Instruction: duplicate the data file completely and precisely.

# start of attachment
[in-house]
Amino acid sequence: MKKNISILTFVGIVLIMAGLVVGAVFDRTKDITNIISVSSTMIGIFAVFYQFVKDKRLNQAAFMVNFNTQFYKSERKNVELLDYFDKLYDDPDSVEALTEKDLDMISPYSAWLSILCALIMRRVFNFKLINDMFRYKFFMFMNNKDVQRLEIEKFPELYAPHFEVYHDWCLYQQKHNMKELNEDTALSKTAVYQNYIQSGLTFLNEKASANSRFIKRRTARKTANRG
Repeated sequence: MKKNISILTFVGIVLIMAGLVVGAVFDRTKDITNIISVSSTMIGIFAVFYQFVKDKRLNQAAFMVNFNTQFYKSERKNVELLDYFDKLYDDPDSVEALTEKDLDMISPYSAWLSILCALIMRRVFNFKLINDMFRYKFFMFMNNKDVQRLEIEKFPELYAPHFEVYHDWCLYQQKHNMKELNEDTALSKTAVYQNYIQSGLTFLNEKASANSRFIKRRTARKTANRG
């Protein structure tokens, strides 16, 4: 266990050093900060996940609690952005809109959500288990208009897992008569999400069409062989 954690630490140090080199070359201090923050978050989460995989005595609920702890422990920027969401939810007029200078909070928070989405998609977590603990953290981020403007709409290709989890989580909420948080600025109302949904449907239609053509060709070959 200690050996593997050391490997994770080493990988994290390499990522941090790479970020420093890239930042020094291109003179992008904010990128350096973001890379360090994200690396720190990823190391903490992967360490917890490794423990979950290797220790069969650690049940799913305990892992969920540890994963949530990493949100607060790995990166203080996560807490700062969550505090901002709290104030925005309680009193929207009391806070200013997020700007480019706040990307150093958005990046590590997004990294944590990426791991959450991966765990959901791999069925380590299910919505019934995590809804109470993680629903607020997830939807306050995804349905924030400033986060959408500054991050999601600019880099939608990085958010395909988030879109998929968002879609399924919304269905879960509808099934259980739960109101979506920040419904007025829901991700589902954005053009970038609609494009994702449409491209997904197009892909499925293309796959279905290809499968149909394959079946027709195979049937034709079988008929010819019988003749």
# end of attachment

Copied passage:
[in-house]
Amino acid sequence: MKKNISILTFVGIVLIMAGLVVGAVFDRTKDITNIISVSSTMIGIFAVFYQFVKDKRLNQAAFMVNFNTQFYKSERKNVELLDYFDKLYDDPDSVEALTEKDLDMISPYSAWLSILCALIMRRVFNFKLINDMFRYKFFMFMNNKDVQRLEIEKFPELYAPHFEVYHDWCLYQQKHNMKELNEDTALSKTAVYQNYIQSGLTFLNEKASANSRFIKRRTARKTANRG
Repeated sequence: MKKNISILTFVGIVLIMAGLVVGAVFDRTKDITNIISVSSTMIGIFAVFYQFVKDKRLNQAAFMVNFNTQFYKSERKNVELLDYFDKLYDDPDSVEALTEKDLDMISPYSAWLSILCALIMRRVFNFKLINDMFRYKFFMFMNNKDVQRLEIEKFPELYAPHFEVYHDWCLYQQKHNMKELNEDTALSKTAVYQNYIQSGLTFLNEKASANSRFIKRRTARKTANRG
């Protein structure tokens, strides 16, 4: 266990050093900060996940609690952005809109959500288990208009897992008569999400069409062989 954690630490140090080199070359201090923050978050989460995989005595609920702890422990920027969401939810007029200078909070928070989405998609977590603990953290981020403007709409290709989890989580909420948080600025109302949904449907239609053509060709070959 200690050996593997050391490997994770080493990988994290390499990522941090790479970020420093890239930042020094291109003179992008904010990128350096973001890379360090994200690396720190990823190391903490992967360490917890490794423990979950290797220790069969650690049940799913305990892992969920540890994963949530990493949100607060790995990166203080996560807490700062969550505090901002709290104030925005309680009193929207009391806070200013997020700007480019706040990307150093958005990046590590997004990294944590990426791991959450991966765990959901791999069925380590299910919505019934995590809804109470993680629903607020997830939807306050995804349905924030400033986060959408500054991050999601600019880099939608990085958010395909988030879109998929968002879609399924919304269905879960509808099934259980739960109101979506920040419904007025829901991700589902954005053009970038609609494009994702449409491209997904197009892909499925293309796959279905290809499968149909394959079946027709195979049937034709079988008929010819019988003749």